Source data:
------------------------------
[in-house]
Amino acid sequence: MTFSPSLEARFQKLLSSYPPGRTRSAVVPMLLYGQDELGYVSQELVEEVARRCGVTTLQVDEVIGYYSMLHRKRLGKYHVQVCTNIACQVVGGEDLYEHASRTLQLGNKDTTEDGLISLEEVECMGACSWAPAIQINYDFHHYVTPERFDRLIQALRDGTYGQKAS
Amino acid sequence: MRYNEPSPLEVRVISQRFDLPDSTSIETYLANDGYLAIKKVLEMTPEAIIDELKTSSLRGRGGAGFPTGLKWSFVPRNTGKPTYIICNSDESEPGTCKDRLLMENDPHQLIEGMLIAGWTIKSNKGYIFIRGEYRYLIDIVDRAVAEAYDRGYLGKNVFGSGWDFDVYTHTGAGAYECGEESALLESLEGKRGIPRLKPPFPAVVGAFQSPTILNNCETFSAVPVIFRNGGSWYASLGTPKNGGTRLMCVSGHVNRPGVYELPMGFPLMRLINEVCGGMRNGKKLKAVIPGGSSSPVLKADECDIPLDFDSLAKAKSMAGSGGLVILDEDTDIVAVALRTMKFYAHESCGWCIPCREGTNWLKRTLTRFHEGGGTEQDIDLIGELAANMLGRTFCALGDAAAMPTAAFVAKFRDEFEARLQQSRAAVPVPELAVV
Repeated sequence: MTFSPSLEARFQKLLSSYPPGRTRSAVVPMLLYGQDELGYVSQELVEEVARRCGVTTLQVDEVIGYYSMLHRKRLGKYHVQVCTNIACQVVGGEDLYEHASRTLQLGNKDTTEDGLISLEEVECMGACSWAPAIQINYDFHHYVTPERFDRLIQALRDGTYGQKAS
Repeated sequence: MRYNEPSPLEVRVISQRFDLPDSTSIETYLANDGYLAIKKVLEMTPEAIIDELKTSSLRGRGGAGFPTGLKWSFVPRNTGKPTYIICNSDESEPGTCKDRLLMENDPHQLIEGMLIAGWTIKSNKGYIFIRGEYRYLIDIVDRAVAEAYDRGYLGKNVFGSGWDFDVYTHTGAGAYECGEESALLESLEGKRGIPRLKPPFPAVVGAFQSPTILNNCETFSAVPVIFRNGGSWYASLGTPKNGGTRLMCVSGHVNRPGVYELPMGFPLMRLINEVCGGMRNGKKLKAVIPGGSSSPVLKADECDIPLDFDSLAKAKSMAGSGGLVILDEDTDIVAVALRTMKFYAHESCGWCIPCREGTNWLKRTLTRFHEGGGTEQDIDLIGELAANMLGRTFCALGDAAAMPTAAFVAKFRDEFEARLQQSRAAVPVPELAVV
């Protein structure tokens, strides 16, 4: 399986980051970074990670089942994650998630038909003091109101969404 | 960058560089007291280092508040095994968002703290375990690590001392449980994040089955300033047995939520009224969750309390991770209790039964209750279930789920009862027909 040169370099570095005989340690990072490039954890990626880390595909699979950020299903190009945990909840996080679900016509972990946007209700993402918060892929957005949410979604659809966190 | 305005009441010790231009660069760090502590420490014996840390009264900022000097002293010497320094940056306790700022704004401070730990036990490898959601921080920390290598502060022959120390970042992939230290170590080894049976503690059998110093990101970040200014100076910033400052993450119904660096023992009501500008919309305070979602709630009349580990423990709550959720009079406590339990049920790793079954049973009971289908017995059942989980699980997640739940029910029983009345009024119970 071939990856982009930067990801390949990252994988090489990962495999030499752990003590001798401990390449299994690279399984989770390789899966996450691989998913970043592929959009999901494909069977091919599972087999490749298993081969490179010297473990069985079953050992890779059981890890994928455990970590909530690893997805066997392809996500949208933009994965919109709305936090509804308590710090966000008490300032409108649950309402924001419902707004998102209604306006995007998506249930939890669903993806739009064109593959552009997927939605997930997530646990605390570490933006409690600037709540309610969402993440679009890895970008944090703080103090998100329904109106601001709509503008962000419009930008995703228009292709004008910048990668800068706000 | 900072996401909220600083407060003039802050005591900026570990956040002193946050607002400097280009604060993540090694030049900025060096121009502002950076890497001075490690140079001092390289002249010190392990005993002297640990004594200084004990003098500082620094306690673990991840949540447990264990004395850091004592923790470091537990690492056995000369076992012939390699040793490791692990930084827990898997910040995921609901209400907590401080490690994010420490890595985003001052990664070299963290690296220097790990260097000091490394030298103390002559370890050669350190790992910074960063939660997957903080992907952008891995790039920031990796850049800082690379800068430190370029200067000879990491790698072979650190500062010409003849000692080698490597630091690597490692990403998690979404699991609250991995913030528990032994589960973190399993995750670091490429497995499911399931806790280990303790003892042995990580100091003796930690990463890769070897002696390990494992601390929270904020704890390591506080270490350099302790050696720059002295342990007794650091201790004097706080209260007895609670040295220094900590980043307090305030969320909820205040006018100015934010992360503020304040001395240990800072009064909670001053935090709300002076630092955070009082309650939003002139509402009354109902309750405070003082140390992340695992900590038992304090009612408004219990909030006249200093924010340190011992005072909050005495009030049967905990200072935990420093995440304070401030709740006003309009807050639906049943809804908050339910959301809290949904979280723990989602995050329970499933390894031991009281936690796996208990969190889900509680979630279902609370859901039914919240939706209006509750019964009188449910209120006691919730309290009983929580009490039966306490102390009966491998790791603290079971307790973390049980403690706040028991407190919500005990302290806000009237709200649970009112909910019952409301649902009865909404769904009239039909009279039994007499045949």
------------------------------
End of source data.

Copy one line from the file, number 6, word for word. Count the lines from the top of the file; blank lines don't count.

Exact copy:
């Protein structure tokens, strides 16, 4: 399986980051970074990670089942994650998630038909003091109101969404 | 960058560089007291280092508040095994968002703290375990690590001392449980994040089955300033047995939520009224969750309390991770209790039964209750279930789920009862027909 040169370099570095005989340690990072490039954890990626880390595909699979950020299903190009945990909840996080679900016509972990946007209700993402918060892929957005949410979604659809966190 | 305005009441010790231009660069760090502590420490014996840390009264900022000097002293010497320094940056306790700022704004401070730990036990490898959601921080920390290598502060022959120390970042992939230290170590080894049976503690059998110093990101970040200014100076910033400052993450119904660096023992009501500008919309305070979602709630009349580990423990709550959720009079406590339990049920790793079954049973009971289908017995059942989980699980997640739940029910029983009345009024119970 071939990856982009930067990801390949990252994988090489990962495999030499752990003590001798401990390449299994690279399984989770390789899966996450691989998913970043592929959009999901494909069977091919599972087999490749298993081969490179010297473990069985079953050992890779059981890890994928455990970590909530690893997805066997392809996500949208933009994965919109709305936090509804308590710090966000008490300032409108649950309402924001419902707004998102209604306006995007998506249930939890669903993806739009064109593959552009997927939605997930997530646990605390570490933006409690600037709540309610969402993440679009890895970008944090703080103090998100329904109106601001709509503008962000419009930008995703228009292709004008910048990668800068706000 | 900072996401909220600083407060003039802050005591900026570990956040002193946050607002400097280009604060993540090694030049900025060096121009502002950076890497001075490690140079001092390289002249010190392990005993002297640990004594200084004990003098500082620094306690673990991840949540447990264990004395850091004592923790470091537990690492056995000369076992012939390699040793490791692990930084827990898997910040995921609901209400907590401080490690994010420490890595985003001052990664070299963290690296220097790990260097000091490394030298103390002559370890050669350190790992910074960063939660997957903080992907952008891995790039920031990796850049800082690379800068430190370029200067000879990491790698072979650190500062010409003849000692080698490597630091690597490692990403998690979404699991609250991995913030528990032994589960973190399993995750670091490429497995499911399931806790280990303790003892042995990580100091003796930690990463890769070897002696390990494992601390929270904020704890390591506080270490350099302790050696720059002295342990007794650091201790004097706080209260007895609670040295220094900590980043307090305030969320909820205040006018100015934010992360503020304040001395240990800072009064909670001053935090709300002076630092955070009082309650939003002139509402009354109902309750405070003082140390992340695992900590038992304090009612408004219990909030006249200093924010340190011992005072909050005495009030049967905990200072935990420093995440304070401030709740006003309009807050639906049943809804908050339910959301809290949904979280723990989602995050329970499933390894031991009281936690796996208990969190889900509680979630279902609370859901039914919240939706209006509750019964009188449910209120006691919730309290009983929580009490039966306490102390009966491998790791603290079971307790973390049980403690706040028991407190919500005990302290806000009237709200649970009112909910019952409301649902009865909404769904009239039909009279039994007499045949």